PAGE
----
I do things with words, mainly English and Arabic
Sitting in the University Library at Cambridge, reading the sculptor Eric Gill’s diaries of his trip to Palestine in 1934 (he had been commissioned by the architect Austen St. Barbe Harrison to carve a series of panels for the Palestine Archaeological Museum in Jerusalem). On one of his excursions from Jerusalem, to the city of Nablus, Gill records that he and his companions:
“At the Hotel (the Palestine Hotel) we stopped and had drinks (I had a lager, they had tea and cakes), a lovely room – very airy and high and cool”.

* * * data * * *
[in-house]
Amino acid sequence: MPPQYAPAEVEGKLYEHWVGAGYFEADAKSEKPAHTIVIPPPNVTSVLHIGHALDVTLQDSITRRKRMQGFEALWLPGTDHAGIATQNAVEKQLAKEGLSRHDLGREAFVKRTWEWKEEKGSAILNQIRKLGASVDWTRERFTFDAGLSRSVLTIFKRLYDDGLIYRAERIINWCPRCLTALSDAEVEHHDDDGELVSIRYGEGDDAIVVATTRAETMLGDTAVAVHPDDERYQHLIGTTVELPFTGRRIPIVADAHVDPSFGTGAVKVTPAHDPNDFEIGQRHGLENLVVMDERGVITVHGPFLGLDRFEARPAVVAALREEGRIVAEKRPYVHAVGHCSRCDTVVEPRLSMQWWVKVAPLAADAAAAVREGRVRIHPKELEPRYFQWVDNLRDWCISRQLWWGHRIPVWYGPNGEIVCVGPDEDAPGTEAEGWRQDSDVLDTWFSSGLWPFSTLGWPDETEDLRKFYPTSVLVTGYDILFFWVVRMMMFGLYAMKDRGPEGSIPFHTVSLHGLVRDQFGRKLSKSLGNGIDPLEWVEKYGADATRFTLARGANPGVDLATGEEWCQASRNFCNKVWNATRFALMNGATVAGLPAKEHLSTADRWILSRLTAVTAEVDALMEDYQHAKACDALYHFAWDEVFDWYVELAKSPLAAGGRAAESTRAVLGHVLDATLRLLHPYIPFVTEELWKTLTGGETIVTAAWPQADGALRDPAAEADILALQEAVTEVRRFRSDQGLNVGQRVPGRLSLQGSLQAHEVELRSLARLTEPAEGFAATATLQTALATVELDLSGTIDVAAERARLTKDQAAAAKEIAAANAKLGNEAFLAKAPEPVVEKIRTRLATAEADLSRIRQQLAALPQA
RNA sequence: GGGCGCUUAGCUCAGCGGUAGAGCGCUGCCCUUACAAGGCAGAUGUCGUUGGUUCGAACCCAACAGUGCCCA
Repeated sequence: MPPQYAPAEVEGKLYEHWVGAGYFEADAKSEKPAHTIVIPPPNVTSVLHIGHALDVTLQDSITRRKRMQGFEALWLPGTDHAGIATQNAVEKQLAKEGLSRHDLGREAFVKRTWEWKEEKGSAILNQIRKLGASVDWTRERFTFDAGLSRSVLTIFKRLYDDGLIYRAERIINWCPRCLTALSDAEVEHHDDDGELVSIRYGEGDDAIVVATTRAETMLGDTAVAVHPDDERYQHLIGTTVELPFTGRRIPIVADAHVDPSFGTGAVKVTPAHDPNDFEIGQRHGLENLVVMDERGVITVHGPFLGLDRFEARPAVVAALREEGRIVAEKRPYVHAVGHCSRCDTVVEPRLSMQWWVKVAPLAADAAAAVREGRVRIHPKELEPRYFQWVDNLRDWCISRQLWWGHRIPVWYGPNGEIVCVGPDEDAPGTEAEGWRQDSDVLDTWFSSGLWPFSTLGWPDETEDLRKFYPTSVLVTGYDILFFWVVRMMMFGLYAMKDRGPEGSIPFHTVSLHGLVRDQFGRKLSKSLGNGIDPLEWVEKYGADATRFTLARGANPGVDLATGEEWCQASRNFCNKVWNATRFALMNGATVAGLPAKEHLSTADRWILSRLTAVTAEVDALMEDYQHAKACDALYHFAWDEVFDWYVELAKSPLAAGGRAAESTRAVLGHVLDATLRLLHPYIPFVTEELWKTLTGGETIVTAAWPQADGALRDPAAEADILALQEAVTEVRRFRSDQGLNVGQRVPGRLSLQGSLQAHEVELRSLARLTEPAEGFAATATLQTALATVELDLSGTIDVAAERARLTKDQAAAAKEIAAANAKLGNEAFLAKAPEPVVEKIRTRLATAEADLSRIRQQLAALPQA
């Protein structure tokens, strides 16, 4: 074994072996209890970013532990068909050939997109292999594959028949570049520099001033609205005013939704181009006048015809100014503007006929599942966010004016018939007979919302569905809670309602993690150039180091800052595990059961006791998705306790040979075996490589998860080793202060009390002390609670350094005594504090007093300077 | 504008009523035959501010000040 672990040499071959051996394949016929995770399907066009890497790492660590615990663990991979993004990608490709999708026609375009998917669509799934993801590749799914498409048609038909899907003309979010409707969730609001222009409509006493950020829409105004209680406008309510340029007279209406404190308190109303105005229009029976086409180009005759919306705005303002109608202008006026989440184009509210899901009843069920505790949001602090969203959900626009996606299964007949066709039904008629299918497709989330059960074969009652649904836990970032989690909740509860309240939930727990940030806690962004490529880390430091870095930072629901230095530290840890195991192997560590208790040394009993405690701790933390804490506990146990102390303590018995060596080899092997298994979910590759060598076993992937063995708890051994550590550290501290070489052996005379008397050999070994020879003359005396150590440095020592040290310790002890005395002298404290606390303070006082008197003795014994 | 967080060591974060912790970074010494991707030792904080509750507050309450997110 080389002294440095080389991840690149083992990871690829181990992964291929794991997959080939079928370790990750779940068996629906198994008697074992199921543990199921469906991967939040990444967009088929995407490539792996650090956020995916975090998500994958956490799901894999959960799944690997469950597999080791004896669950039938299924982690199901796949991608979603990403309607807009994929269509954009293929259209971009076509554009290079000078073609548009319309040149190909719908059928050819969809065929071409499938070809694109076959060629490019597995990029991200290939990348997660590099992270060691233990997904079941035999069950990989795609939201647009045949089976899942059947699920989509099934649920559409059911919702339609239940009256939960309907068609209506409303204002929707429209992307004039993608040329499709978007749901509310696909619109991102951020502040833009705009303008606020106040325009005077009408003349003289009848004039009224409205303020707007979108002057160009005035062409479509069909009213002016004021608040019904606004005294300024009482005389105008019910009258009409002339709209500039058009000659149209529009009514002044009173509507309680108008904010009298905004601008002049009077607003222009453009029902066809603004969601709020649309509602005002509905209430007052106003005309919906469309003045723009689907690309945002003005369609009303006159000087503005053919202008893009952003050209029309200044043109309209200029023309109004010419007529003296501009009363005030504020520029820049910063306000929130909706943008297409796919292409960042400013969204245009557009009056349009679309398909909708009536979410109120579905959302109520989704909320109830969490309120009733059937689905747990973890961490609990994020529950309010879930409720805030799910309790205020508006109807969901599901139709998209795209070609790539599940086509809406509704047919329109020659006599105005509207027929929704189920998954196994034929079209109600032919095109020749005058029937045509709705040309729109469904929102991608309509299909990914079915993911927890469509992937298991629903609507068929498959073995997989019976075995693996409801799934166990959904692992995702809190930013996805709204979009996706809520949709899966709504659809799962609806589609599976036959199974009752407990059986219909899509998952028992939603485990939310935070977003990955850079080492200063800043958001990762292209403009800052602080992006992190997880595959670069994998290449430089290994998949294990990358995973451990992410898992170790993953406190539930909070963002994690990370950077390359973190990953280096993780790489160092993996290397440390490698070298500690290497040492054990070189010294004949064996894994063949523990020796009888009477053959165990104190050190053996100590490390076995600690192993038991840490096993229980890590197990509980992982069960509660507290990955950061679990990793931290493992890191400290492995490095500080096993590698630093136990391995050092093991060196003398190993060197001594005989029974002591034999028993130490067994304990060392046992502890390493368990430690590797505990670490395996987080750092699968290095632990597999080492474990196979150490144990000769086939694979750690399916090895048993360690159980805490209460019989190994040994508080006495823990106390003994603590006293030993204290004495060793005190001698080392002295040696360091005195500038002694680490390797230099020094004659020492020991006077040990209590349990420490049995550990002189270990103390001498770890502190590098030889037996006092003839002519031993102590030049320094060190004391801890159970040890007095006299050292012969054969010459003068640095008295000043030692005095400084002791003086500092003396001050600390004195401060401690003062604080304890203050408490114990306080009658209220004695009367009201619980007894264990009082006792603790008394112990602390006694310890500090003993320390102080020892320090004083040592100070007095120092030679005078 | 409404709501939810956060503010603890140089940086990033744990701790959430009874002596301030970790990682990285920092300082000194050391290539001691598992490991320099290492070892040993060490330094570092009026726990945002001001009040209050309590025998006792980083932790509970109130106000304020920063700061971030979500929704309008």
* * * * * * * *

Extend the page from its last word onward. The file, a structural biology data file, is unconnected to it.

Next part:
This reminded me that, last time I was in Nablus, I’d spotted an old sign on what I was told (by my own friend, the architect Naseer Arafat) was now a building used by UNRWA. It was the notice for the restaurant of the same Palestine Hotel visited by Gill. Interestingly, the Arabic uses ‘locandat Filastin’ for ‘Palestine Hotel’, ie the Italian-derived term often seen in Egypt, rather than ‘funduq’, the word now usually given as the Arabic for hotel.